After a terribly rough week of word search puzzles and arts and crafts, I decided that taking Kendle out for a juicy burger at Big City Diner (our new pad has one just down the street) was just the thing. With expectations only of salty fries and a cold beer, we were pleasantly surprised when we discovered that Friday night is live music night at BCD.  Cold ones in hand, we mellowed out to a kind of music we’ve heard very little of since moving to Oahu: traditional Hawaiian.

It’s not surprising, really.  Most of the HEPsters’ weekends are spent in ChiTo, grooving out to the vibrant stylings of our favorite local rock bands, or lying low at one of the less crowded beaches on the North Shore.  We don’t spend much time at tourist hotspots, not because of some deep seated protest on our parts, but because it’s hard to find time when you both have legit jobs and weekends are a precious time. So, it was a pleasant surprise to find ourselves swaying to the beat of a different drum on Friday night.

What it comes down to is that live music is live music, and live music is fantastic.  You forge a connection with the artists whether you want to or not; with ‘Ike Pono you don’t have much of a choice. Humorous, melodious, and hypnotic, the music of this local trio went from barbershop quartet to Hawaiian mariachi band to just plain relaxing over the course of a half hour.  During their intermission, the three band members, Stan, Bobby, and Michael, made the rounds and chatted up the patio crowd.  It was great to form a connection beyond the music and find out that we even had some things in common! It turns out that Stan used to be in the military, Bobby is a band director at a local school, and Michael is from Oregon. Small world.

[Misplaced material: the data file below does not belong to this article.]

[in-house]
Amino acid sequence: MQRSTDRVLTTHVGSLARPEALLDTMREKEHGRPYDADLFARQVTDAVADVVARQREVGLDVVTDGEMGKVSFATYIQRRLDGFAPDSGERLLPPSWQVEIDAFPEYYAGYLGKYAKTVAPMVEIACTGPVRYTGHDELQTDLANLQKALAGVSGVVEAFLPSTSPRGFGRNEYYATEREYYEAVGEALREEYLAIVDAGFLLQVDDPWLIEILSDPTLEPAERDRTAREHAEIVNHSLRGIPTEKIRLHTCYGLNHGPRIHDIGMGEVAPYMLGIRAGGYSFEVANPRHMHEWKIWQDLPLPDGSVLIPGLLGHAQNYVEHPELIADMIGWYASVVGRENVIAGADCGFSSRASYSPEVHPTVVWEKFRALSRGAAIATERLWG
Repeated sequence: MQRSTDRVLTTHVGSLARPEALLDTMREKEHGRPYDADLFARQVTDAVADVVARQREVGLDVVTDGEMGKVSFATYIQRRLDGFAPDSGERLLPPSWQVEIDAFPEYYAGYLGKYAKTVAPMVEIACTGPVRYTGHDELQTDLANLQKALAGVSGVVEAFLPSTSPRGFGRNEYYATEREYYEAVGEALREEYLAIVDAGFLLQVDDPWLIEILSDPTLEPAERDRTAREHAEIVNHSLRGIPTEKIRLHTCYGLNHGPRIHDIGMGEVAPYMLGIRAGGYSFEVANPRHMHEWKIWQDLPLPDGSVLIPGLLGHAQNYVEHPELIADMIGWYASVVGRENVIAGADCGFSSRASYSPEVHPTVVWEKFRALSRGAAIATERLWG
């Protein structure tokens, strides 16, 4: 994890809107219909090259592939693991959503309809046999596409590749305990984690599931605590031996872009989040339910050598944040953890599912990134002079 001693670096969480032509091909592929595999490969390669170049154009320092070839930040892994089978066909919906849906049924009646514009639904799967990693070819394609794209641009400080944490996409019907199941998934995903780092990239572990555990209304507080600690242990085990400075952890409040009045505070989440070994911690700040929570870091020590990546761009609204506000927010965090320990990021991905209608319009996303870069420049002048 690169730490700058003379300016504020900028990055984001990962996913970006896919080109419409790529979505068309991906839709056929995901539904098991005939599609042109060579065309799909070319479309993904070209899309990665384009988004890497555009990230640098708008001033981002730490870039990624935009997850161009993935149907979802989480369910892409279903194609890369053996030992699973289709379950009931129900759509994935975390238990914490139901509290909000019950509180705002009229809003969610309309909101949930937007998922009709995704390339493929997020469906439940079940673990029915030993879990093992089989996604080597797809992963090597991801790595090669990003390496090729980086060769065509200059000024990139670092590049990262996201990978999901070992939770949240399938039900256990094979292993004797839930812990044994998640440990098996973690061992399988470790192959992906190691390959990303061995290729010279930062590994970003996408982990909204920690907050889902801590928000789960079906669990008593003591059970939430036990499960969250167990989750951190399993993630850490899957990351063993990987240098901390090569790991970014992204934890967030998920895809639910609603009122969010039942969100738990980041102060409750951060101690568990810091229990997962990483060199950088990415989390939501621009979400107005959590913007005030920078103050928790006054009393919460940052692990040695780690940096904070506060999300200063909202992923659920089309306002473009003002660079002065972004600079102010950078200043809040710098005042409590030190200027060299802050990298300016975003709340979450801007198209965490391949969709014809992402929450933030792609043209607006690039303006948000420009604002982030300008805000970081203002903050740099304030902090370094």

Well, it’s time for me to get off the Intertubes and finish the saga that is our move to a new place.  Tonight, all will be rewarded with much music and madness at ChiTo’s Hallowbaloo where we’ve been told a bit of Discord & Rye/ Raised by Wolves will be going down at Hank’s.  Catch you there!

Black Square CD Release Party @ Anna’s

I just returned from the Black Square CD release party and all I can say is wow. This was quite possibly one of the best shows I’ve yet seen on island.

We arrived just as Upstanding Youth  was getting heavy into their set. Perhaps it was my focus on hellos and getting beers in me, but they faded to the background until the final two songs. By then, I had zeroed in on the music and found it to be a light, woodsy blend. They could very easily play in any setting, which I feel is a huge advantage in this town. I could use a few more listens before settling into any deep opinions, though.

Next was Raised by Wolves (or, as we often put it, Something About Wolves). I’ve seen these two indie-turned-folk/country gentlemen a few times before, but these meetings are too few and too far between. Tonight they were in rare form, often ad-libbing names from the crowd in with great effect. Their heavy, sort-of-honkey-tonk, sort-of-indie rock came out in every heart straining, glass raising lyric and the inclusion of a few guest singers (here’s to you, John Ridgeway) only amplified the singer’s amazing vocal talent. Their drinking song, Hair of the Dog, had every person in the bar singing along, and their heart-felt How Low Can You Go brought the pained howls of a hundred depressed moments. Finally deciding on the bass-kick pedal arrangement in lieu of the singer/guitarist stomping on bare stage will undoubtedly extend this slow-fiddle/rhythmic guitar duo’s longevity. And thankfully, for I could listen to these folk’s music every night.